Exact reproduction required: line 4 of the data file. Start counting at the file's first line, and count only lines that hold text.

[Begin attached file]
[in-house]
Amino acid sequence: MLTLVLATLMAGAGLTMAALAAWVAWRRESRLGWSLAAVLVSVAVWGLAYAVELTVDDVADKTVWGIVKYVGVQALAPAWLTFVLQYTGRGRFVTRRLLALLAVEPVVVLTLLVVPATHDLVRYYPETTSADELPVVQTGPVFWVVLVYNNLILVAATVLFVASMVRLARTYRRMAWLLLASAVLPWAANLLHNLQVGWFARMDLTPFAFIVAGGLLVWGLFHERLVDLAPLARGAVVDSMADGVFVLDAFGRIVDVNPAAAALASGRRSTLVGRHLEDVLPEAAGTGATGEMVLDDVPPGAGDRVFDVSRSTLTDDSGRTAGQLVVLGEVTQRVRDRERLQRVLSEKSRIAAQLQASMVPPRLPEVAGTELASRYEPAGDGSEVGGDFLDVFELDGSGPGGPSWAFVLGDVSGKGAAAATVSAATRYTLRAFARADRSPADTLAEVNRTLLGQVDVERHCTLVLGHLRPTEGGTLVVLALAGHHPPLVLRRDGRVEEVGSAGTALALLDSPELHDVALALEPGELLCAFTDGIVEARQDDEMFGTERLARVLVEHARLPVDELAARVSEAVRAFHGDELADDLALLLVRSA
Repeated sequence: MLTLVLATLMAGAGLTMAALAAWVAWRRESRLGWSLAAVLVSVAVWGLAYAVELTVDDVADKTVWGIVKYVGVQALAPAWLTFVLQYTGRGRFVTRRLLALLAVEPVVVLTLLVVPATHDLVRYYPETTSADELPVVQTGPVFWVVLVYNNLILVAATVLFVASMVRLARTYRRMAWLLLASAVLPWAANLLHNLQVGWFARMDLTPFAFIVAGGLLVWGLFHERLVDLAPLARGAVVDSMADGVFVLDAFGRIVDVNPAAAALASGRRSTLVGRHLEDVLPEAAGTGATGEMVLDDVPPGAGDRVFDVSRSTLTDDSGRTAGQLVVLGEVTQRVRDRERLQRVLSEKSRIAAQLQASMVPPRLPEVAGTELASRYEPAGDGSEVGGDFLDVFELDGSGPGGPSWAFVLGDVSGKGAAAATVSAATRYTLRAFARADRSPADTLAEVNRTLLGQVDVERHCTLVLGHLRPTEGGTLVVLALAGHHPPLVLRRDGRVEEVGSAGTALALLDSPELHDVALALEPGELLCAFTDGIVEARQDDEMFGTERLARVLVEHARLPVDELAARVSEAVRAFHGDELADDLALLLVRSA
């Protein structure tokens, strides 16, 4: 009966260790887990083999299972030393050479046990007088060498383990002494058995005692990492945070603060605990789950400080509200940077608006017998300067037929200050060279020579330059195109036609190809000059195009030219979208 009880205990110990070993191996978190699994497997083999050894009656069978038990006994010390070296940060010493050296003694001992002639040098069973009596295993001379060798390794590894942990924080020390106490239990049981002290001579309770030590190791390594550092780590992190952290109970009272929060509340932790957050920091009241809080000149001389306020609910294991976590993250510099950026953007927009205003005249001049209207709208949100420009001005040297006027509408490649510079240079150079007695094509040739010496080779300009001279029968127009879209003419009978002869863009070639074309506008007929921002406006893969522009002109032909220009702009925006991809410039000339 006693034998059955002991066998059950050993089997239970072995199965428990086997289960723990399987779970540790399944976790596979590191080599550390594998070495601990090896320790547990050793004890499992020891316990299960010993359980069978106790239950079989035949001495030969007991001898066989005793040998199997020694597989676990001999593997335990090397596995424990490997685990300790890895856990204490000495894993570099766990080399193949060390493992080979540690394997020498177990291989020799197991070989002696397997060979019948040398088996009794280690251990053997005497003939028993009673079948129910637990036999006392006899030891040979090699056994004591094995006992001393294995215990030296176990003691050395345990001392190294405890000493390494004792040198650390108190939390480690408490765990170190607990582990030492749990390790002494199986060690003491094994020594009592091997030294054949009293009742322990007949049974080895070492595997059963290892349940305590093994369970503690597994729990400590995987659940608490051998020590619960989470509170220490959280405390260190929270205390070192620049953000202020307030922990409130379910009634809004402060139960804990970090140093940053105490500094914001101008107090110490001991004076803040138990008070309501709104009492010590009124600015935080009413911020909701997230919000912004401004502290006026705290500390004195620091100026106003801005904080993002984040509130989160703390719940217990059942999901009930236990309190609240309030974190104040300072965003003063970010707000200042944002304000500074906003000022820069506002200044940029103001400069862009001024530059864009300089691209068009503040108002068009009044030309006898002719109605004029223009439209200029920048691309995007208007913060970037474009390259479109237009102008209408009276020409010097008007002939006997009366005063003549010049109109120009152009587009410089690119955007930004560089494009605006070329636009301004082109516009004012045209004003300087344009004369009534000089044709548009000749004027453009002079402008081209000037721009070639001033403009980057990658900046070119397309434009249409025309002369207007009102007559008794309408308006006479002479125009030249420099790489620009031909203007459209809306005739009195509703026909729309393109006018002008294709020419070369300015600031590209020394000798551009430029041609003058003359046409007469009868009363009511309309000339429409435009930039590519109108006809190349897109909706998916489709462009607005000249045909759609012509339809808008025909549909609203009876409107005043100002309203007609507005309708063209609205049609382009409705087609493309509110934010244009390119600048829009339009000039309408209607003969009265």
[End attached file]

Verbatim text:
């Protein structure tokens, strides 16, 4: 009966260790887990083999299972030393050479046990007088060498383990002494058995005692990492945070603060605990789950400080509200940077608006017998300067037929200050060279020579330059195109036609190809000059195009030219979208 009880205990110990070993191996978190699994497997083999050894009656069978038990006994010390070296940060010493050296003694001992002639040098069973009596295993001379060798390794590894942990924080020390106490239990049981002290001579309770030590190791390594550092780590992190952290109970009272929060509340932790957050920091009241809080000149001389306020609910294991976590993250510099950026953007927009205003005249001049209207709208949100420009001005040297006027509408490649510079240079150079007695094509040739010496080779300009001279029968127009879209003419009978002869863009070639074309506008007929921002406006893969522009002109032909220009702009925006991809410039000339 006693034998059955002991066998059950050993089997239970072995199965428990086997289960723990399987779970540790399944976790596979590191080599550390594998070495601990090896320790547990050793004890499992020891316990299960010993359980069978106790239950079989035949001495030969007991001898066989005793040998199997020694597989676990001999593997335990090397596995424990490997685990300790890895856990204490000495894993570099766990080399193949060390493992080979540690394997020498177990291989020799197991070989002696397997060979019948040398088996009794280690251990053997005497003939028993009673079948129910637990036999006392006899030891040979090699056994004591094995006992001393294995215990030296176990003691050395345990001392190294405890000493390494004792040198650390108190939390480690408490765990170190607990582990030492749990390790002494199986060690003491094994020594009592091997030294054949009293009742322990007949049974080895070492595997059963290892349940305590093994369970503690597994729990400590995987659940608490051998020590619960989470509170220490959280405390260190929270205390070192620049953000202020307030922990409130379910009634809004402060139960804990970090140093940053105490500094914001101008107090110490001991004076803040138990008070309501709104009492010590009124600015935080009413911020909701997230919000912004401004502290006026705290500390004195620091100026106003801005904080993002984040509130989160703390719940217990059942999901009930236990309190609240309030974190104040300072965003003063970010707000200042944002304000500074906003000022820069506002200044940029103001400069862009001024530059864009300089691209068009503040108002068009009044030309006898002719109605004029223009439209200029920048691309995007208007913060970037474009390259479109237009102008209408009276020409010097008007002939006997009366005063003549010049109109120009152009587009410089690119955007930004560089494009605006070329636009301004082109516009004012045209004003300087344009004369009534000089044709548009000749004027453009002079402008081209000037721009070639001033403009980057990658900046070119397309434009249409025309002369207007009102007559008794309408308006006479002479125009030249420099790489620009031909203007459209809306005739009195509703026909729309393109006018002008294709020419070369300015600031590209020394000798551009430029041609003058003359046409007469009868009363009511309309000339429409435009930039590519109108006809190349897109909706998916489709462009607005000249045909759609012509339809808008025909549909609203009876409107005043100002309203007609507005309708063209609205049609382009409705087609493309509110934010244009390119600048829009339009000039309408209607003969009265």